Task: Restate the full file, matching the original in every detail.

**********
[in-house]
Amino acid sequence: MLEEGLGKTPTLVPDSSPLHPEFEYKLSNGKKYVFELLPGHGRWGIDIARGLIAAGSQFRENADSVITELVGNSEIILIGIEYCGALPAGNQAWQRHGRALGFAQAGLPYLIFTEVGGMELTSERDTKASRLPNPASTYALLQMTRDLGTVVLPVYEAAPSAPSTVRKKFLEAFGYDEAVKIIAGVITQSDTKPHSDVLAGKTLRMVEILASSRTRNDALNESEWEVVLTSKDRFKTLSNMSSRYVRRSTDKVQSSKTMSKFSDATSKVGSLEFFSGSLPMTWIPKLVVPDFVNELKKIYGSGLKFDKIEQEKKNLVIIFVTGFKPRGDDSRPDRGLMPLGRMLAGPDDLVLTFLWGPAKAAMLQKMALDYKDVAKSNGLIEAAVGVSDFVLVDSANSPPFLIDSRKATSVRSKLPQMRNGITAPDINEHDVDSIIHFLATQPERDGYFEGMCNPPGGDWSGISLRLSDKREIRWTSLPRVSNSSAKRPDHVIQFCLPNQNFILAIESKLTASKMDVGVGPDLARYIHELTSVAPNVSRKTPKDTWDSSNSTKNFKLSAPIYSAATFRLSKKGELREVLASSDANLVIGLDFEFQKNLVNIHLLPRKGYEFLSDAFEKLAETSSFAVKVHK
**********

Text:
[in-house]
Amino acid sequence: MLEEGLGKTPTLVPDSSPLHPEFEYKLSNGKKYVFELLPGHGRWGIDIARGLIAAGSQFRENADSVITELVGNSEIILIGIEYCGALPAGNQAWQRHGRALGFAQAGLPYLIFTEVGGMELTSERDTKASRLPNPASTYALLQMTRDLGTVVLPVYEAAPSAPSTVRKKFLEAFGYDEAVKIIAGVITQSDTKPHSDVLAGKTLRMVEILASSRTRNDALNESEWEVVLTSKDRFKTLSNMSSRYVRRSTDKVQSSKTMSKFSDATSKVGSLEFFSGSLPMTWIPKLVVPDFVNELKKIYGSGLKFDKIEQEKKNLVIIFVTGFKPRGDDSRPDRGLMPLGRMLAGPDDLVLTFLWGPAKAAMLQKMALDYKDVAKSNGLIEAAVGVSDFVLVDSANSPPFLIDSRKATSVRSKLPQMRNGITAPDINEHDVDSIIHFLATQPERDGYFEGMCNPPGGDWSGISLRLSDKREIRWTSLPRVSNSSAKRPDHVIQFCLPNQNFILAIESKLTASKMDVGVGPDLARYIHELTSVAPNVSRKTPKDTWDSSNSTKNFKLSAPIYSAATFRLSKKGELREVLASSDANLVIGLDFEFQKNLVNIHLLPRKGYEFLSDAFEKLAETSSFAVKVHK